No, it’s not universal loan forgiveness via the federal government. It’s apprenticeship.

Naomi Schaefer Riley blogs at Philanthropy Daily about a growing number of young adults who attend college and hold apprenticeships at the same time. And yes, they get paid.

College diplomas may not do much else, but they are a ticket to the middle class, a stamp of approval that you have showed up on time to class, can hold some responsibility and know how to act in a meeting. Unfortunately, beyond that the education you receive in college may have little relevance to your job. People may go to a community college and take courses like “Introduction to Sociology” and “Women’s Studies” and “Criminal Justice” but what they really want is a skilled job with a local manufacturer.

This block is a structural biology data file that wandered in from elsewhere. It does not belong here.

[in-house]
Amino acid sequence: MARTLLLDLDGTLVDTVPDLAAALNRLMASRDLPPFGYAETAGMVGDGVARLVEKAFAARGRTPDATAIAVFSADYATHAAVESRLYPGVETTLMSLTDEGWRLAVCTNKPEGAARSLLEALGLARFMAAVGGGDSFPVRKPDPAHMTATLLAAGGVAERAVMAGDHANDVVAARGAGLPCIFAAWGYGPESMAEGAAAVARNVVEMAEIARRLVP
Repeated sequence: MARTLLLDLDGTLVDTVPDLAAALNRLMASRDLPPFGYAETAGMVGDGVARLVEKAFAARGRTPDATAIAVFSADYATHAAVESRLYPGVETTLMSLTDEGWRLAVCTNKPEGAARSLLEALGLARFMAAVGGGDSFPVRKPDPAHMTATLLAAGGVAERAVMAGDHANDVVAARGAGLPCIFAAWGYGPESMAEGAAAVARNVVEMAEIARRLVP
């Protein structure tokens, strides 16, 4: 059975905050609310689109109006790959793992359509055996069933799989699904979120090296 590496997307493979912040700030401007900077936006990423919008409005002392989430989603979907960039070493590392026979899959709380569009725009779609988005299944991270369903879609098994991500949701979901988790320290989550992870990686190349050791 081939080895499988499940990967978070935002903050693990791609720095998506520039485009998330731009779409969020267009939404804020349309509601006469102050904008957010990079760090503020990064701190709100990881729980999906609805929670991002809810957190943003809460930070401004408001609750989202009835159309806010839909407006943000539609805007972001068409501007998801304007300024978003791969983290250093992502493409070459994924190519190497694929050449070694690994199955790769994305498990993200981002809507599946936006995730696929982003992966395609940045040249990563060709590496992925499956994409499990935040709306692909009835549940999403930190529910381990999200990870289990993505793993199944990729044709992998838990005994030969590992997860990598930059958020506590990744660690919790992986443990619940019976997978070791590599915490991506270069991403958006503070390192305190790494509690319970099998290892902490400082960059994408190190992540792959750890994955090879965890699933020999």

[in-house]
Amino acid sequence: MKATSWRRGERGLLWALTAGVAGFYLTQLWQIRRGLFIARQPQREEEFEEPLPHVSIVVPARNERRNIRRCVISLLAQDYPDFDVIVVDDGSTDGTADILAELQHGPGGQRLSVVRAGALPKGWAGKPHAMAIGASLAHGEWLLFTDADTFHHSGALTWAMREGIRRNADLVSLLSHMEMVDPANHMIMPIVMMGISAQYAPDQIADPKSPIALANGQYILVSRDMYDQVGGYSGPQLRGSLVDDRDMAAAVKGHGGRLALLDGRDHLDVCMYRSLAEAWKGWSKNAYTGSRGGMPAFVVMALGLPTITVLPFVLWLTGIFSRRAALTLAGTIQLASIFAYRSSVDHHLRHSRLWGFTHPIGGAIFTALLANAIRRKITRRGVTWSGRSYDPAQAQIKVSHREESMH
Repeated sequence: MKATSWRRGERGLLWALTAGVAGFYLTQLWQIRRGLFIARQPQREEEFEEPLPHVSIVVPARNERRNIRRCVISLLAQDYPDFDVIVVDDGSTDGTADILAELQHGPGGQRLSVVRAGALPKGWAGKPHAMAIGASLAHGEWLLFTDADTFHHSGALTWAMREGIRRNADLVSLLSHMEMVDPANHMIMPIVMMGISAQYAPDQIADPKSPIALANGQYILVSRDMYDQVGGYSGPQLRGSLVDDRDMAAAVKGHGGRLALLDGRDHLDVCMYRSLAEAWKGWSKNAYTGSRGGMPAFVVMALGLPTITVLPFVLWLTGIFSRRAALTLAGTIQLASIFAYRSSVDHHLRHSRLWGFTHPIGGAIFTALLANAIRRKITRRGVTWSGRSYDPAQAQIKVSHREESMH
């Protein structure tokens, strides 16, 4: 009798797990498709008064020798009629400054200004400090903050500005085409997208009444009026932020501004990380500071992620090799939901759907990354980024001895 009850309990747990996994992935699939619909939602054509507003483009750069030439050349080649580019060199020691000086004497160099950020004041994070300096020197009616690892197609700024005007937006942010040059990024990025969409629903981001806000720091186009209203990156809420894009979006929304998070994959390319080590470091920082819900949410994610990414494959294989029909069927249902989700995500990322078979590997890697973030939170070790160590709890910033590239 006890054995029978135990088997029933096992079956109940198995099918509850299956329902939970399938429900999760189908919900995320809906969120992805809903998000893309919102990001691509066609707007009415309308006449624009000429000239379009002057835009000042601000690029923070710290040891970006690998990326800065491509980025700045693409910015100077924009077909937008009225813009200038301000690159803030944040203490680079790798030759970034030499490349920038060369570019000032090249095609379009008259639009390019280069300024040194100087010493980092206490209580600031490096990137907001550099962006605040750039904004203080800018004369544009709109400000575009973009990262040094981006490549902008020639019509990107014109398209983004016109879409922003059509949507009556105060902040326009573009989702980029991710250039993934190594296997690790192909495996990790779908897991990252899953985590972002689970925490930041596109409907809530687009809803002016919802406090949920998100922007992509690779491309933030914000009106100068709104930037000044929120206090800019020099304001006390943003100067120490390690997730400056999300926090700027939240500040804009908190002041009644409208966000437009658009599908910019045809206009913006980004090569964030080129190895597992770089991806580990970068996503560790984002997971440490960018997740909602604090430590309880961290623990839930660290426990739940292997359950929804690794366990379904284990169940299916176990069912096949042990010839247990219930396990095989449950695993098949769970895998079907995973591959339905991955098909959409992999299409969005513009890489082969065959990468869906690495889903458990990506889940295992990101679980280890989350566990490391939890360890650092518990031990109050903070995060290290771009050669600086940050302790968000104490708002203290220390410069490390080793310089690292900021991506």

There is good news on this front, according to an extensive article in the Chronicle of Higher Education this week. The Chronicle reports a rise in apprenticeships in the U.S., which allow students to both enroll in postsecondary school and do skilled work at a partner company. Unlike most internship programs which prohibit paying students if they are going to get course credit, these programs pay students for time they put in at the company, while at the same time helping them work toward a degree.

This makes a lot of sense. There is no substitute for real-world experience. Apprenticeships also give college students an actual taste of their chosen field before completing their degree. Plausably, that means fewer graduates who are unhappy with their career paths.